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Featured Blu-ray Review: Scrooged

October 28th, 2011

Scrooged - Blu-ray - Buy from Amazon

Scrooged is making its Blu-ray debut this week. When it first came out more than 20 years ago, the film was a solid, but not spectacular hit at the box office, while its reception with critics was mixed. But has the film aged well since then? And if so, does the Blu-ray do it justice?

The Movie

The film begins at the North Pole in Santa's workshop. They have to work incredibly hard to get all the toys ready for Christmas and it looks like they will finish in time, but that's when they are attacked by a paramilitary force. Fortunately, Lee Majors arrives to save the day.

This turns out to be a promo for a commercial for a Christmas TV special, one of many airing on IBC, a network run by Francis Xavier Cross. The main feature for the network's Christmas schedule is a live presentation of Scrooge, but Frank is not happy with the way it is being advertised. He wants something a lot more, well, intense. He wants to make people scared to miss this special. One of his underlings, Eliot Loudermilk, objects to the tone of the new commercial and as thanks for expressing his honest opinion, Frank Cross fires him. When his personal secretary, Grace Cooley, tells him he can't fire him because it's Christmas, he also cancels Eliot's Christmas bonus.

After a weird meeting with his boss, Preston Rhinelander, that involves TV programing for pets, he runs into Brice Cummings, an L.A. Slimeball who went to school with the boss's son, so he's a threat to Frank's career. He makes Grace work late doing research on him, even though it will mean she will miss a doctor's appointment for her son, Calvin. At least she gets the satisfaction of telling Frank his brother, James, is waiting for him. His day keeps getting longer as he has a humanitarian award to pick up, and promptly leaves in a cab. And if the day can't get any longer, he gets a visit from his old boss, Lew Hayward. His old, deceased boss. Lew warns him that his life is on the wrong track and if he doesn't change his way, he'll spend eternity in hell. In order to convince him, three ghosts will visit him, starting tomorrow at noon.

As you can tell, it's an adaptation of the Charles Dickens' novel set in the world of Television instead of banking. It has a few additions, like Karen Allen playing Claire Phillips, an old girlfriend Frank has a chance to reconnect with. (There is an old girlfriend in the original, but there's no chance of romance in the novel.) And because the story takes place several days before Christmas, the three ghosts (Past, Present and Future) don't have to appear to him all during one night, so we can watch his attitude change after each encounter.

Does the film work with these changes? Yes. In fact, I would rank this film in my top five favorite Christmas movies of all time, with It's a Wonderful Life, The Nightmare Before Christmas, A Christmas Story and The Muppet Christmas Carol. This does mean I like this version of A Christmas Carol better than the 1951 version with Alastair Sim and the 1970 musical with Albert Finney, which puts me in the minority position, so keep that in mind. Bill Murray is great as our Scrooge and he can play smarmy without going too much into mean territory. You can laugh at his cruelty, but still root for him to learn his lesson and become a better person. He plays a great straight man to the first two ghosts. I especially love the more, how should I put this, hands on version of the Ghost of Christmas Present played by Carol Kane. "The bitch hit me with a toaster!"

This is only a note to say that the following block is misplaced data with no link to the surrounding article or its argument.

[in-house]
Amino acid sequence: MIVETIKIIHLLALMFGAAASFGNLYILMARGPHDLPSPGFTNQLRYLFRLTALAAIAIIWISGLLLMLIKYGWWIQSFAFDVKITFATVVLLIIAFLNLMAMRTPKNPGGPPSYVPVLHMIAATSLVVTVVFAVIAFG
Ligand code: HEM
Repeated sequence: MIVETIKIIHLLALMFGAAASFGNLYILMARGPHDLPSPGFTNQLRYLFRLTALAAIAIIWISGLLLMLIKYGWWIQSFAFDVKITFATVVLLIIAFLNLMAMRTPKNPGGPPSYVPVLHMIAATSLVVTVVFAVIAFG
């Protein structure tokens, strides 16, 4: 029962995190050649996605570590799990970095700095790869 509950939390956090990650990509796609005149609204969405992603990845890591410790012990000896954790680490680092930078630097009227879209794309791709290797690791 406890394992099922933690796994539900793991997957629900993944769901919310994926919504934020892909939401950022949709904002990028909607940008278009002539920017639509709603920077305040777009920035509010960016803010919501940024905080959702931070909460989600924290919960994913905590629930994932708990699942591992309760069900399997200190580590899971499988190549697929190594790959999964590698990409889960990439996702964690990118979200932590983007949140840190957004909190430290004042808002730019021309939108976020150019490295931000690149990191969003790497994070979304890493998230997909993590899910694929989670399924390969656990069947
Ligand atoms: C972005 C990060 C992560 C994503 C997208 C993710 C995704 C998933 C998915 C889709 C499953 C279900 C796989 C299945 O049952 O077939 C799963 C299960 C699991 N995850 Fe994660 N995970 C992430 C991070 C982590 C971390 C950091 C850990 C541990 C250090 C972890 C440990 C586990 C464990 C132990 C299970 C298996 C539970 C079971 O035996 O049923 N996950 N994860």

That's not to say the film is perfect. There are some swings in tone that are a little jarring and for a comedy it gets to some dark places, which does hurt the pace somewhat. And there are a few too many ideas that don't get fleshed out and a few too many cameos that don't pay off enough. But overall, it's essential holiday viewing for me.

The Extras

On the other hand, I'm not too happy about the Blu-ray. A few years ago there was a rumored "Yule Love It" special edition DVD scheduled, but apparently the director and the star didn't get along on set, so neither one wanted to sit down for the special features, and that ended that. I guess they didn't patch things up since then, because the only extra on the Blu-ray is the trailer. As for the technical presentation, it's good, close to great. Since the film is 23 years old, I wasn't expecting great. In fact, I wasn't expecting anything better than good. However, the details are sharp, blacks are deep with only a little damaged to detail level, colors are strong, contrast is good. There's no print damage, no real issues with compression, etc. The audio is also strong with clear dialogue, while the surround sound speakers are used effectively for ambient sounds, directional effects and of course the score. Again, it's better than expected. The price is not terrible, but $17 for a catalogue title, a featureless catalogue title, is a few dollars higher than I would like to pay.

The Verdict

Scrooged is the third Christmas release in a row that I've reviewed and the second one to come out on Blu-ray this week. While it is not as good as It's a Wonderful Life, it's still a must have in my book. The Blu-ray is bare bones and is not exactly a bargain for a catalogue title. It's still worth picking up, but if they ever get around to making that special edition, it could be Pick of the Week material.

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